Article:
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Learning Command Objects and RMI
Pages: 1, 2, 3, 4

Our application is built around the following assumptions: there are a set of naming services (in our case, instances of the RMI registry) out there, running on some set of server machines. Many instances of Translator have been bound into these naming services and the job of the client application is to find the right translator and then translate some words.



Linguistically, this isn't very realistic. Generally speaking, translation at the level of single words is not very accurate. But if we ignore those sorts of quibbles (and recognize that simple translation services can be useful), we wind up with an fairly prototypical application structure for networked services. Namely:

  • Possibly, there are multiple naming services (in our case, instances of the RMI registry) which have many different servers providing the same interface (if not the same level of functionality).

  • A typical client transaction involves querying one or more naming services, choosing from the set of available servers, and then making a remote method call (or calls) on the desired server.

The following diagram illustrates the application topology.

Diagram.

The Servers

This series is about using command objects to simplify the client side of an RMI application. The servers, in particular, don't need to be well-implemented in order to have things work. Thus, I've left most functionality "stubbed out" in them.

In particular, we have one class, Launcher, which does the following:

  • Creates an RMI registry if necessary (using a static method defined on java.rmi.registry.LocateRegistry).

  • Creates two translators: an instance of EnglishToFrenchTranslator and an instance of EnglishToSpanishTranslator.

  • Binds these two servers into the registry it previously created.

Here's the entire source code for Launcher:

import java.rmi.*;
import java.rmi.server.*;
import java.rmi.registry.*;

public class Launcher implements Constants {
  public static void main (String[] args) {
    launchRegistryIfNecessary();
    try {
      bind (new EnglishToFrenchTranslator(), EnglishToFrenchTranslator.NAME);
    }
    catch (RemoteException errorInLaunchingEToFServer) {
      System.out.println("Error in launching translation server : " + EnglishToFrenchTranslator.NAME);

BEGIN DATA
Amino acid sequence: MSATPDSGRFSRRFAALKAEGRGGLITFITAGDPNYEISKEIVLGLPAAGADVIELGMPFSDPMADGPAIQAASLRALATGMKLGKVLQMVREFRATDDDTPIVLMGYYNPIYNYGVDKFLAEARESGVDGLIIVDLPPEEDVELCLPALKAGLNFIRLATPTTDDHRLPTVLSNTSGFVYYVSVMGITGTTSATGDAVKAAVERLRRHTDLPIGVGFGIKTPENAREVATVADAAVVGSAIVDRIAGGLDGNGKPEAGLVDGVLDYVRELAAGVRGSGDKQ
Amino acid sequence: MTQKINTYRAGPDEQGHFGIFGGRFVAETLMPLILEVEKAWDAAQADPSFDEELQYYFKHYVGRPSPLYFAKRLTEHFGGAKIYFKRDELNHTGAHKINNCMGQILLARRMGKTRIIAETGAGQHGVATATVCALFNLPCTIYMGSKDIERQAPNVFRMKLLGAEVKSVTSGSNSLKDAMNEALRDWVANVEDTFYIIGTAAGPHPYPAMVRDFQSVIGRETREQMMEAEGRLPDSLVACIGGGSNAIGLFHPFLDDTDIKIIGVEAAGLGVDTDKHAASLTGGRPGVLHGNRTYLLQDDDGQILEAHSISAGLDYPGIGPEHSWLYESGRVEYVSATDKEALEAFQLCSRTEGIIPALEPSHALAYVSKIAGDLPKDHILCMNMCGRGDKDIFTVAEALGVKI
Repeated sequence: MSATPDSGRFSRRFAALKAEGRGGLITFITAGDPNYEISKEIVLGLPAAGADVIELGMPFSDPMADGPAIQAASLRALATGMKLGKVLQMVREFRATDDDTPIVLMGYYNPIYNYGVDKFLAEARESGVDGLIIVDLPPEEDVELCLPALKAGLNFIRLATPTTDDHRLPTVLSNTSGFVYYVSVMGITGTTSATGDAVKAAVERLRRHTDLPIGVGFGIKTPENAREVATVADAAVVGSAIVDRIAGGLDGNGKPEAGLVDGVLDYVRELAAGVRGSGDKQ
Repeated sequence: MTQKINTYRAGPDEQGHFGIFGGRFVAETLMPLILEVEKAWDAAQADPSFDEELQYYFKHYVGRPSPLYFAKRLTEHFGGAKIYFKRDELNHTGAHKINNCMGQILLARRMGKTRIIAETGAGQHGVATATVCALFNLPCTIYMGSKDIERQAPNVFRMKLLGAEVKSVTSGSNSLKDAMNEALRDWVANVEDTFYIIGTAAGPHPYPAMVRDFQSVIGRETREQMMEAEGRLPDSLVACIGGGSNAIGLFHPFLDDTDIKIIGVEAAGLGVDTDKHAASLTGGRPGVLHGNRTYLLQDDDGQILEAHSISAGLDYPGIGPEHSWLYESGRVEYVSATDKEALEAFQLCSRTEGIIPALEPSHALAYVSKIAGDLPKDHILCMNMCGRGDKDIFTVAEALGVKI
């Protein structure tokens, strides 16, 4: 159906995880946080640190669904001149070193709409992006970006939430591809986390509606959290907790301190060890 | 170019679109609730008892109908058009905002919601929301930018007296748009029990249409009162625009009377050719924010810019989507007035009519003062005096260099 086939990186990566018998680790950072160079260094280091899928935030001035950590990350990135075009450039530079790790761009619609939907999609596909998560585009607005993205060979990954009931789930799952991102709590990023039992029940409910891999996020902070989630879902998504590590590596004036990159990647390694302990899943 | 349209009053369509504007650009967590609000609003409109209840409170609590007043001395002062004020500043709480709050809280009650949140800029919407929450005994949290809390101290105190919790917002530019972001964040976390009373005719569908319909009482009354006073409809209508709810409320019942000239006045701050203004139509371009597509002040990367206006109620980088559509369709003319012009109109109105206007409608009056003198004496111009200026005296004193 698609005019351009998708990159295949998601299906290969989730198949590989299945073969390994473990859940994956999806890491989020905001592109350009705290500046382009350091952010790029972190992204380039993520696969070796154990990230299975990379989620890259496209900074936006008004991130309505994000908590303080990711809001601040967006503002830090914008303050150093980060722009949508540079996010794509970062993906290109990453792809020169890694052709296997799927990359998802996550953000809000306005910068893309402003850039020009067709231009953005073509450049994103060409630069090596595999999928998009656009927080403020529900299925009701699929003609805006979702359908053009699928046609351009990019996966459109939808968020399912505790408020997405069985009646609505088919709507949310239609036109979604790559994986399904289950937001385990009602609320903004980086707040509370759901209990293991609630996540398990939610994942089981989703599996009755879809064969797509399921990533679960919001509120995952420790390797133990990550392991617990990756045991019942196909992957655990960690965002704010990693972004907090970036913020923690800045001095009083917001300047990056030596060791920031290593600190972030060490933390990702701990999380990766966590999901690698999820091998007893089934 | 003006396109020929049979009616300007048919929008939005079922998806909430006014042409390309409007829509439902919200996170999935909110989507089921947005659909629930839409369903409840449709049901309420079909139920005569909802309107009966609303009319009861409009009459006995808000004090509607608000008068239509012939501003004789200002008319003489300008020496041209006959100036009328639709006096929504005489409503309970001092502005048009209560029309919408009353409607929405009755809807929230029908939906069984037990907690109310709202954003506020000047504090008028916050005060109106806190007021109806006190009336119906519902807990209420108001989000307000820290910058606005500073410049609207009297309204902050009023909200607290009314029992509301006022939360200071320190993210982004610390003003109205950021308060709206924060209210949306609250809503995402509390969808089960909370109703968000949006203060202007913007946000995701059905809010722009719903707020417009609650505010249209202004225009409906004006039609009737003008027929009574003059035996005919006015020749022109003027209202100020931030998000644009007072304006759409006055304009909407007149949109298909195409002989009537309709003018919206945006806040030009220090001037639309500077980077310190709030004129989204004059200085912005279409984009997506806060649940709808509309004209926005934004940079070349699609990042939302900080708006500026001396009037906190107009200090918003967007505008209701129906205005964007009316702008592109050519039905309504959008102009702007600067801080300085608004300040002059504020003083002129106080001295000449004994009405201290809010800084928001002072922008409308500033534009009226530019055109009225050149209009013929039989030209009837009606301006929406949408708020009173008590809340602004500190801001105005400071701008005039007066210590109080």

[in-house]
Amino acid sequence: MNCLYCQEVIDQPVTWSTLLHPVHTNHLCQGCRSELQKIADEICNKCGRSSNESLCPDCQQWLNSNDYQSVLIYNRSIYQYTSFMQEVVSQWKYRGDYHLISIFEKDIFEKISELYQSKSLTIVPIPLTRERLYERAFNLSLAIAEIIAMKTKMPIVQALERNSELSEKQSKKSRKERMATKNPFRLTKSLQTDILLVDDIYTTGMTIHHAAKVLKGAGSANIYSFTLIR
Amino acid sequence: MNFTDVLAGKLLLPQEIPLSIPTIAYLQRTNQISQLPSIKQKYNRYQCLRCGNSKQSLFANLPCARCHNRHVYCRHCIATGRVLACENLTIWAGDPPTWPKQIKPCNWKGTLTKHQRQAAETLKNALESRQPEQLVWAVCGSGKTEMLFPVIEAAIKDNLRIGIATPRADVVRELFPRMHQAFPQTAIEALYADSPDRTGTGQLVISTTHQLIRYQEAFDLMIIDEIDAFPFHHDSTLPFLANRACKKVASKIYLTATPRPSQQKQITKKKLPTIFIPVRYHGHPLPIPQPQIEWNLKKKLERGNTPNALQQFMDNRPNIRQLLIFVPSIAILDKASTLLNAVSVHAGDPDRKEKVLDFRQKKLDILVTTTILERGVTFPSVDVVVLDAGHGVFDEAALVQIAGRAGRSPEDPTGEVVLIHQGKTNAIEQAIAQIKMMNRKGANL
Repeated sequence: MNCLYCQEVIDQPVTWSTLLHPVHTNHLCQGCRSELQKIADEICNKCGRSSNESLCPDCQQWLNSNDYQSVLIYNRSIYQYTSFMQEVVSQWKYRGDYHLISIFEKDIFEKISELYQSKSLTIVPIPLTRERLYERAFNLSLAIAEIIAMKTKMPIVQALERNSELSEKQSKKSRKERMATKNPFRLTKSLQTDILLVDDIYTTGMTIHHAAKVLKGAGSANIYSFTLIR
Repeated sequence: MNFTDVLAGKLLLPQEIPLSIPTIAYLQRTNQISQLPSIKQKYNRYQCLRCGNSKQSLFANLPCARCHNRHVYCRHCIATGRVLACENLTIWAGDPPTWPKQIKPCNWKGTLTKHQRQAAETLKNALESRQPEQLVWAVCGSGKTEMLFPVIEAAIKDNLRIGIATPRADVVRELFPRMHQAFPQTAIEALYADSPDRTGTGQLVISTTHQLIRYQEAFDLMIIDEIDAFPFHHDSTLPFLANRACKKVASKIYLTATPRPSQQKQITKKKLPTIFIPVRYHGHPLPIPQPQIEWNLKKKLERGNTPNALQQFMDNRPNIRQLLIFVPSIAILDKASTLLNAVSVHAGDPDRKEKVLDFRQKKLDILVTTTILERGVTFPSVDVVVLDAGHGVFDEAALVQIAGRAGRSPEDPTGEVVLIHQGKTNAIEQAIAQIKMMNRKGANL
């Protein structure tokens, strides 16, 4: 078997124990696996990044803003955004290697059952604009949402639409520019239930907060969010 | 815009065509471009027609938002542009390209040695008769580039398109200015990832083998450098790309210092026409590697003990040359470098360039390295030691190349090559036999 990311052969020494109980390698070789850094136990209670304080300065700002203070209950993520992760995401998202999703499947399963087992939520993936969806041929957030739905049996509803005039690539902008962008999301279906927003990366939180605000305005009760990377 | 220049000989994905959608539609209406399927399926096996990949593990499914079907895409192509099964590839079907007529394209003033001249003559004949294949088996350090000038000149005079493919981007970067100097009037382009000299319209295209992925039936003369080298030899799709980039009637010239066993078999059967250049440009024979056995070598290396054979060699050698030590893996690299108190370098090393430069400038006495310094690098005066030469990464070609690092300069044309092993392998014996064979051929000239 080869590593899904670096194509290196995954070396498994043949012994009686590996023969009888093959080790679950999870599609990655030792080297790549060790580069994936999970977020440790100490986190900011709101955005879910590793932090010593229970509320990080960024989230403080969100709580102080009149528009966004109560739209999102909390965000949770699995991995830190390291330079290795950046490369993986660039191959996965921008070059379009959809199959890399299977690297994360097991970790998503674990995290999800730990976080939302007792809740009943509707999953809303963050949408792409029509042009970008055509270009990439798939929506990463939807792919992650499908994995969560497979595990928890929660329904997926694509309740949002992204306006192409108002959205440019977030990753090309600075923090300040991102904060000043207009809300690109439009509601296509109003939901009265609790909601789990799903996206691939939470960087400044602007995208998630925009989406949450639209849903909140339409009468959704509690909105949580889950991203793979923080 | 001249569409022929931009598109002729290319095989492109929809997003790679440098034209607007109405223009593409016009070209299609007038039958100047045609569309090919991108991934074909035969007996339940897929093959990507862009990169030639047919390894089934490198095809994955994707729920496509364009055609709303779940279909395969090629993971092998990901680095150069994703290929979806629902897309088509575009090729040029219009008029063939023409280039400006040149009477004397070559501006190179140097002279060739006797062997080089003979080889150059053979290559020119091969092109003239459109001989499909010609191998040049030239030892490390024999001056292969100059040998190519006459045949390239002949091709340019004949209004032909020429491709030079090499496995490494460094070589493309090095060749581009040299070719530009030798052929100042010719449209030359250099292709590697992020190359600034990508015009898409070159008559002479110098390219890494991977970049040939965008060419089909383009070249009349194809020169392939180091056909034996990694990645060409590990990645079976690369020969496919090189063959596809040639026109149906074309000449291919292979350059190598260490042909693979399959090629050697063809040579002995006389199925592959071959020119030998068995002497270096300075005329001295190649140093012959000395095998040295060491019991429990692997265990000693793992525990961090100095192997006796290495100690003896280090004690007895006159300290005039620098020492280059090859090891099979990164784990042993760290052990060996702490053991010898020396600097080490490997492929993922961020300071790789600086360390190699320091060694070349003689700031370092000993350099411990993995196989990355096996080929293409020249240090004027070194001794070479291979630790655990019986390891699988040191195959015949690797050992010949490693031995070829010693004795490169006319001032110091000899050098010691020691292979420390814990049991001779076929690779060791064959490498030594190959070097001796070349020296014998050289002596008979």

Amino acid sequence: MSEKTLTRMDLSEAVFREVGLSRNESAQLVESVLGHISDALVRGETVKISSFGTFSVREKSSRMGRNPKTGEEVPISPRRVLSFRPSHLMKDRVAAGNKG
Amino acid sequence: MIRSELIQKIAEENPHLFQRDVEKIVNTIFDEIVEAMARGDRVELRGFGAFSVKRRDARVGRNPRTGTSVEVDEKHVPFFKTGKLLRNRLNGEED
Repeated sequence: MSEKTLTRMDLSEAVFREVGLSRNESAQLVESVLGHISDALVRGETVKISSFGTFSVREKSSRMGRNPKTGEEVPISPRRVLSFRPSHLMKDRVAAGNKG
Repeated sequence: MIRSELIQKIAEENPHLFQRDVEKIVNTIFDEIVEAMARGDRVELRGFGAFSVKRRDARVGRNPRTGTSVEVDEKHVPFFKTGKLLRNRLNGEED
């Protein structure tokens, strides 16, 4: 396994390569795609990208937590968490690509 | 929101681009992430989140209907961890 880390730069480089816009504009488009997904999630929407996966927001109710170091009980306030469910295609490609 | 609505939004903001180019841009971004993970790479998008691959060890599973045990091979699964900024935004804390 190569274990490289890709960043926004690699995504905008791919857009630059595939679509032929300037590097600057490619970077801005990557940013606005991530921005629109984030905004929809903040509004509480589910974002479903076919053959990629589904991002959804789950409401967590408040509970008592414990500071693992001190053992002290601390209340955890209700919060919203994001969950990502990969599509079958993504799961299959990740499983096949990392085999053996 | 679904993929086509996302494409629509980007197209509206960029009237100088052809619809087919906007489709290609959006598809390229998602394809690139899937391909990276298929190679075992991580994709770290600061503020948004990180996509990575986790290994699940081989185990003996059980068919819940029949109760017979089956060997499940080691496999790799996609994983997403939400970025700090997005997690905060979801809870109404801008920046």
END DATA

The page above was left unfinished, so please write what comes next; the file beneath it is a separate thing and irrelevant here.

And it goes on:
errorInLaunchingEToFServer.printStackTrace();      
    }
    try {
      bind (new EnglishToSpanishTranslator(), EnglishToSpanishTranslator.NAME);
    }
    catch (RemoteException errorInLaunchingEToSServer) {
      System.out.println("Error in launching translation server : " + EnglishToSpanishTranslator.NAME);
      errorInLaunchingEToSServer.printStackTrace();      
    }
  }

  private static void bind(Remote server, String name) throws RemoteException {
    Registry registry = LocateRegistry.getRegistry(TRANSLATOR_REGISTRY_PORT);
    registry.rebind(name, server);
  }

  private static void launchRegistryIfNecessary() {
    try {
      LocateRegistry.createRegistry(TRANSLATOR_REGISTRY_PORT);
    }
    catch (RemoteException ignored)  {}
  }
}

The actual translators themselves are not very sophisticated servers. Here, for example, is the source for EnglishToFrenchTranslator:

import java.rmi.*;
import java.rmi.server.*;

public class EnglishToFrenchTranslator extends UnicastRemoteObject implements Translator, Constants {
  public static final String NAME = "Basic English To French";

  private Word _universalResponse = new Word("bonjour", Language.getLanguage(FRENCH));
  public EnglishToFrenchTranslator () throws RemoteException {
  }
  
  public boolean canTranslate(Language sourceLanguage, Language targetLanguage)
    throws RemoteException
  {
    if (!sourceLanguage.equals(Language.getLanguage(ENGLISH))) {
      return false;
    }
    return targetLanguage.equals(Language.getLanguage(FRENCH));
  }

  public Word translate(Word wordToTranslate, Language targetLanguage)
    throws RemoteException, CouldNotTranslateException
  {
    Language sourceLanguage = wordToTranslate.getLanguage();
    if (!canTranslate(sourceLanguage, targetLanguage)) {
      throw new CouldNotTranslateException(NAME + " can not translate from " + sourceLanguage + " to " + targetLanguage) ;
    }
    return _universalResponse;
  }
}

It's not very hard to implement this class more fully (for example, by using one of the English-to-French vocabularies publicly available on the Internet), but it's also not relevant for these articles.

Note: Throughout this series of articles, the examples of "client code" involve a GUI and an end user. But everything I say in this article applies equally well if we interpret "client side" to mean "program that is making an RMI call to another program." That is, any program that is behaving like a client (e.g., is the program making a remote method invocation to another program).